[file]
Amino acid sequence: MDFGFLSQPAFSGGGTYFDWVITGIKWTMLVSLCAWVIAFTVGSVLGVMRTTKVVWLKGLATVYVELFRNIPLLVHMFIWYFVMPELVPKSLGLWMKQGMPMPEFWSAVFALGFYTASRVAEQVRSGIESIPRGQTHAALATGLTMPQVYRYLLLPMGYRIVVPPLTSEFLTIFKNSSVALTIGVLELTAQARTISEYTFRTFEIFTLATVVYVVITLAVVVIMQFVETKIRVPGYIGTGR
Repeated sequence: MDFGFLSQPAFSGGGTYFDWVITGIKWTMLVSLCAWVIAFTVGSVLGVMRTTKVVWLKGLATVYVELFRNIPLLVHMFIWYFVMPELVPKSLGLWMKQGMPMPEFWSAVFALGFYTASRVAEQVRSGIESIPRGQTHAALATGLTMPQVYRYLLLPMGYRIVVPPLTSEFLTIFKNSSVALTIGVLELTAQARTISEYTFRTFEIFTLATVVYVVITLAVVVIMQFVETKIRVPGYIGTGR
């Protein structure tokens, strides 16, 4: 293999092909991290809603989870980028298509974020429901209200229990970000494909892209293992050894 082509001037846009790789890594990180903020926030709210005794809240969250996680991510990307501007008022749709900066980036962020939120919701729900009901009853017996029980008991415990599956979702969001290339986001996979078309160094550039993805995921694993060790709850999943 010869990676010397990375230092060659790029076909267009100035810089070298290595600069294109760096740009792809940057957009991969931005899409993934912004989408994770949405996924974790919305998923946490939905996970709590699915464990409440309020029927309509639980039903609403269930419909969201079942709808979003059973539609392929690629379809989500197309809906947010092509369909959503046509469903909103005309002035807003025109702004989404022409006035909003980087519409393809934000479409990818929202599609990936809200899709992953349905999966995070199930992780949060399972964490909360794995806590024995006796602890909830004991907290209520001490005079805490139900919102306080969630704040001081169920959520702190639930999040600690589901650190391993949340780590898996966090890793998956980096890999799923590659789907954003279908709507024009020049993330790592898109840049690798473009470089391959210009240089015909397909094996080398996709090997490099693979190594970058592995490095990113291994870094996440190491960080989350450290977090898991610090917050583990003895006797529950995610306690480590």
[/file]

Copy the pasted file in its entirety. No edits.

Amino acid sequence: MDFGFLSQPAFSGGGTYFDWVITGIKWTMLVSLCAWVIAFTVGSVLGVMRTTKVVWLKGLATVYVELFRNIPLLVHMFIWYFVMPELVPKSLGLWMKQGMPMPEFWSAVFALGFYTASRVAEQVRSGIESIPRGQTHAALATGLTMPQVYRYLLLPMGYRIVVPPLTSEFLTIFKNSSVALTIGVLELTAQARTISEYTFRTFEIFTLATVVYVVITLAVVVIMQFVETKIRVPGYIGTGR
Repeated sequence: MDFGFLSQPAFSGGGTYFDWVITGIKWTMLVSLCAWVIAFTVGSVLGVMRTTKVVWLKGLATVYVELFRNIPLLVHMFIWYFVMPELVPKSLGLWMKQGMPMPEFWSAVFALGFYTASRVAEQVRSGIESIPRGQTHAALATGLTMPQVYRYLLLPMGYRIVVPPLTSEFLTIFKNSSVALTIGVLELTAQARTISEYTFRTFEIFTLATVVYVVITLAVVVIMQFVETKIRVPGYIGTGR
């Protein structure tokens, strides 16, 4: 293999092909991290809603989870980028298509974020429901209200229990970000494909892209293992050894 082509001037846009790789890594990180903020926030709210005794809240969250996680991510990307501007008022749709900066980036962020939120919701729900009901009853017996029980008991415990599956979702969001290339986001996979078309160094550039993805995921694993060790709850999943 010869990676010397990375230092060659790029076909267009100035810089070298290595600069294109760096740009792809940057957009991969931005899409993934912004989408994770949405996924974790919305998923946490939905996970709590699915464990409440309020029927309509639980039903609403269930419909969201079942709808979003059973539609392929690629379809989500197309809906947010092509369909959503046509469903909103005309002035807003025109702004989404022409006035909003980087519409393809934000479409990818929202599609990936809200899709992953349905999966995070199930992780949060399972964490909360794995806590024995006796602890909830004991907290209520001490005079805490139900919102306080969630704040001081169920959520702190639930999040600690589901650190391993949340780590898996966090890793998956980096890999799923590659789907954003279908709507024009020049993330790592898109840049690798473009470089391959210009240089015909397909094996080398996709090997490099693979190594970058592995490095990113291994870094996440190491960080989350450290977090898991610090917050583990003895006797529950995610306690480590």